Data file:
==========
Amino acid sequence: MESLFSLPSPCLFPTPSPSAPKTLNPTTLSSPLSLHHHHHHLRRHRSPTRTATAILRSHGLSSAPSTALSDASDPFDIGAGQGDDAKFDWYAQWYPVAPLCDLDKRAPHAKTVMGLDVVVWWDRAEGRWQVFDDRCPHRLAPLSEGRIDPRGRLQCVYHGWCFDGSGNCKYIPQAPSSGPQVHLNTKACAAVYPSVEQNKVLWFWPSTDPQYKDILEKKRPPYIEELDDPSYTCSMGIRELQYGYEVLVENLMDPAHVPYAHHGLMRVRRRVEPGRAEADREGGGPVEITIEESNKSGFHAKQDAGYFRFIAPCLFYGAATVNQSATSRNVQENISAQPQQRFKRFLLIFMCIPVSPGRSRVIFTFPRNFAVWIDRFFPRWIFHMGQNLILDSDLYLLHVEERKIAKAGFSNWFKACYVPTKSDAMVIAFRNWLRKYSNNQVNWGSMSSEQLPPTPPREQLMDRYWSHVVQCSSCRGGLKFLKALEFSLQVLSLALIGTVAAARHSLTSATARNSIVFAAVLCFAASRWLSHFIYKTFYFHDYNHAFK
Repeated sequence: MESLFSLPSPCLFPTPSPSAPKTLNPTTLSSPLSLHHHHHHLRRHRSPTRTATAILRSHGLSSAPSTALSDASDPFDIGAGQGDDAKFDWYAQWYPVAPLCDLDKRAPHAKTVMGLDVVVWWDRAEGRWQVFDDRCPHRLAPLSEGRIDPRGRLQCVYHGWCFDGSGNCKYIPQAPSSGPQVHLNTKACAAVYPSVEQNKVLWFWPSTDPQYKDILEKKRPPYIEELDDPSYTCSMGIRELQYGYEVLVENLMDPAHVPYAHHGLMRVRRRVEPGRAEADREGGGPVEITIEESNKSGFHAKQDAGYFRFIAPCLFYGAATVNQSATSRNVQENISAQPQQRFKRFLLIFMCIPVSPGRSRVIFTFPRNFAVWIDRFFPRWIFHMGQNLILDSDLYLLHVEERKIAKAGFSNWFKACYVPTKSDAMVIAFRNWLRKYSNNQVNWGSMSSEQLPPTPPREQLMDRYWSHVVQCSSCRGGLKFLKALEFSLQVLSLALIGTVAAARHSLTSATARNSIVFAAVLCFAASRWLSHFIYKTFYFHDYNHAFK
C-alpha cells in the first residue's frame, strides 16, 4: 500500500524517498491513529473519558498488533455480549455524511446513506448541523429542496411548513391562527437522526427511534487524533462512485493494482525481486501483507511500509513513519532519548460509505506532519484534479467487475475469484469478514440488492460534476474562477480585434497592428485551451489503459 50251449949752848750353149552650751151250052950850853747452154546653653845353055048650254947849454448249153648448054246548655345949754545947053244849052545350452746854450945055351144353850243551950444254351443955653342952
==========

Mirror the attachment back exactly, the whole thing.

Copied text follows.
Amino acid sequence: MESLFSLPSPCLFPTPSPSAPKTLNPTTLSSPLSLHHHHHHLRRHRSPTRTATAILRSHGLSSAPSTALSDASDPFDIGAGQGDDAKFDWYAQWYPVAPLCDLDKRAPHAKTVMGLDVVVWWDRAEGRWQVFDDRCPHRLAPLSEGRIDPRGRLQCVYHGWCFDGSGNCKYIPQAPSSGPQVHLNTKACAAVYPSVEQNKVLWFWPSTDPQYKDILEKKRPPYIEELDDPSYTCSMGIRELQYGYEVLVENLMDPAHVPYAHHGLMRVRRRVEPGRAEADREGGGPVEITIEESNKSGFHAKQDAGYFRFIAPCLFYGAATVNQSATSRNVQENISAQPQQRFKRFLLIFMCIPVSPGRSRVIFTFPRNFAVWIDRFFPRWIFHMGQNLILDSDLYLLHVEERKIAKAGFSNWFKACYVPTKSDAMVIAFRNWLRKYSNNQVNWGSMSSEQLPPTPPREQLMDRYWSHVVQCSSCRGGLKFLKALEFSLQVLSLALIGTVAAARHSLTSATARNSIVFAAVLCFAASRWLSHFIYKTFYFHDYNHAFK
Repeated sequence: MESLFSLPSPCLFPTPSPSAPKTLNPTTLSSPLSLHHHHHHLRRHRSPTRTATAILRSHGLSSAPSTALSDASDPFDIGAGQGDDAKFDWYAQWYPVAPLCDLDKRAPHAKTVMGLDVVVWWDRAEGRWQVFDDRCPHRLAPLSEGRIDPRGRLQCVYHGWCFDGSGNCKYIPQAPSSGPQVHLNTKACAAVYPSVEQNKVLWFWPSTDPQYKDILEKKRPPYIEELDDPSYTCSMGIRELQYGYEVLVENLMDPAHVPYAHHGLMRVRRRVEPGRAEADREGGGPVEITIEESNKSGFHAKQDAGYFRFIAPCLFYGAATVNQSATSRNVQENISAQPQQRFKRFLLIFMCIPVSPGRSRVIFTFPRNFAVWIDRFFPRWIFHMGQNLILDSDLYLLHVEERKIAKAGFSNWFKACYVPTKSDAMVIAFRNWLRKYSNNQVNWGSMSSEQLPPTPPREQLMDRYWSHVVQCSSCRGGLKFLKALEFSLQVLSLALIGTVAAARHSLTSATARNSIVFAAVLCFAASRWLSHFIYKTFYFHDYNHAFK
C-alpha cells in the first residue's frame, strides 16, 4: 500500500524517498491513529473519558498488533455480549455524511446513506448541523429542496411548513391562527437522526427511534487524533462512485493494482525481486501483507511500509513513519532519548460509505506532519484534479467487475475469484469478514440488492460534476474562477480585434497592428485551451489503459 50251449949752848750353149552650751151250052950850853747452154546653653845353055048650254947849454448249153648448054246548655345949754545947053244849052545350452746854450945055351144353850243551950444254351443955653342952